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EPISODE 4: Bonnie cycles on

Host Todd Boss enlists the help of Indigenous poet Sasha LaPointe to motivate Bonnie on a journey of healing and discovery.

A note from Todd

Bonnie came to me with a simple request: she wanted me to write something that

would motivate her to get back on her bike

after an accident. The more we talked, the more it became clear that Bonnie's passion is twofold: she loves cycling, and she also loves the Skagit Valley of western Washington state, with a transcendent passion that borders on the sacred. I've visited the Skagit Valley, and I remember how glorious it is. But I sensed Bonnie wanted something deeper than another rhapsodizing loco-descriptive poem from someone who didn't understand it as well as she did. And so, in a TAPIT first, I invited Sasha LaPointe, a member of the Skagit and Nooksack tribes of the region, to guest write Bonnie's poem. Drawing on her own rich heritage, Sasha was able to deepen Bonnie's appreciation for her own home, and learn a new language of praise for its resonant beauty.

The Poem


by Sasha LaPointe

Winter comes to the valley

blanketing the world

hushed and grey

cold moons

are spent indoors


the moon to put your paddles away

pull the canoes onto the beach

this is the time for weaving

for making things

because this is the dying season

death settles and pulls

the leaves from their trees

like a dance like a ritual

of grief and ceremony

the land falling back

into hibernation

small waterways

quiet and frozen

but the tide is coming in

and a rush of wingspan

beats feathered knives

across the sky

a wind of swans returning

a formation that sings

I’m alive I’m alive

and now the river yawns

and wakes snow melts

down the mountains

blue herons dive

for blackmouth salmon

an alpaca is born

in the middle of a meadow

limbs loose and clumsy

its birth marks the moon

of the Salmonberry

when the earth stirs

and the huckleberries

are gathered while mothers

pick wild flowers


calls the world

into blooming

Red Sockeye

and new life

water rushing

and hawks sailing

over star shaped irises

that circle a fir tree

in prayer

this is the season

for celebration and movement

through days long with light

to embrace the time

as it cycles through

another moon

the final phase

Pədx̌ aʔx̌ aʔ

is for longhouse fires and storytelling

a time to learn from elders

this moon translated

means sacred


Bonnie responds

When I called you [Todd] to ask for a poem - I asked for something to inspire me. ... my own personal "Invictus." I was recovering from an injury and spiraling downwards. I was out of shape, de-conditioned, gaining weight and feeling depressed. After you let me know that you accepted my voicemail "pitch," I decided to prepare for your interviews by setting apart time to reflect on things that matter most to me, including the kind of person I want to be. And slowly, through the process of the interviews, I found my inspiration, not in a poem, but in myself. By participating in the process of listening, reflecting, and articulating the truest truths of my heart. I found I had the inspiration that I needed inside of me. It was there all along.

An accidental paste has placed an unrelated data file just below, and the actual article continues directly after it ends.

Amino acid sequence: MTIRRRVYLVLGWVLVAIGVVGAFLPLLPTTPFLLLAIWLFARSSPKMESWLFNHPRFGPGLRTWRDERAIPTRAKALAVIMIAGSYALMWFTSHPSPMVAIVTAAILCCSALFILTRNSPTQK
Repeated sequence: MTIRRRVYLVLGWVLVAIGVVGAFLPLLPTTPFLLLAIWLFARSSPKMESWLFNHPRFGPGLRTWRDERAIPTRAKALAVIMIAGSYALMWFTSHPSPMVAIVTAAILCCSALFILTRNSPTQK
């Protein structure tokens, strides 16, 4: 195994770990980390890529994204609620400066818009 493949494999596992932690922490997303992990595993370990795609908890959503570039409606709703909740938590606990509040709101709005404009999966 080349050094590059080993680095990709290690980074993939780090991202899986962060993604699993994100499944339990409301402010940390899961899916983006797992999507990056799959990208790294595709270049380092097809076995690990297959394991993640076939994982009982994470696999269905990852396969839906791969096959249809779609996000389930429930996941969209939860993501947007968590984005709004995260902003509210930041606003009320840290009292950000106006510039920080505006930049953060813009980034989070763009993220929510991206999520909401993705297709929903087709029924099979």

So when Sasha's poem came, it was a gift I could freely accept: a gift with no strings attached. I didn't feel the need for it to do more than any poem should be asked to do. I was able to just hold my open palms out to receive it, to let it speak to me, to enjoy its splendor just as it was. Enchanting and beautiful.

I am in Pədstəgʷad time. I am riding with the hawks and eagles, past the star shaped irises, in a place filled with prayers, first by the Coast Salish who knew it was a sacred place... I am alive! I am alive! For this is the season for celebration and light. I AM embracing the time, the moon, and the cycle that I am in. There is life and light and music in these words, and they drum rhythmically while I ride. I am alive! I am alive! I am alive! It just fits. It's just right. It's just me.

So I have gotten off the couch and back on my bike. I am averaging 100 miles a week. I have signed up for a (nearly) 200 mile ride… which starts in Seattle and ends in Vancouver BC and takes place over a 2 day period. My broken wrist has healed and I am getting lighter, stronger and faster. I am conditioned again, my legs are feeling strong again. I feel great!

But, just as Sasha's poem reminds me, this cycle, this moon, will someday come to an end and there will be another moon. The moon of Pədx̌ aʔx̌ aʔ. As all things are for bicyclists and mortals. We can't ride or live forever. Then it will be the final phase. But I am not there yet, and at least for now, I have more time before the next moon comes. And I am going to make every day matter. Because I'm alive! I'm alive!

Thank you, Todd. Thank you for giving Sasha the chance to write my poem. Thank you for choosing me to be a part of your process. I am so honored and so grateful.


Special music for this episode, entitled Volcano Bicycle, was created by Nir Yaniv.

Click to give it a listen, and check out Nir's other tracks on SoundCloud.

You can find out more about guest poet Sasha taqʷšəblu LaPointe by visiting her website. To purchase her books, head to our merchandise page. If you're interested in commissioning your own poem from Sasha, click here.

If you think there's a poem in your story, leave us a message on our Haiku, Hawaii, guest line, at 808-300-0449.

Become a TAPIT insider by clicking here to join Todd’s Patreon followers for sneak peeks, outtakes, and other supplementary material.


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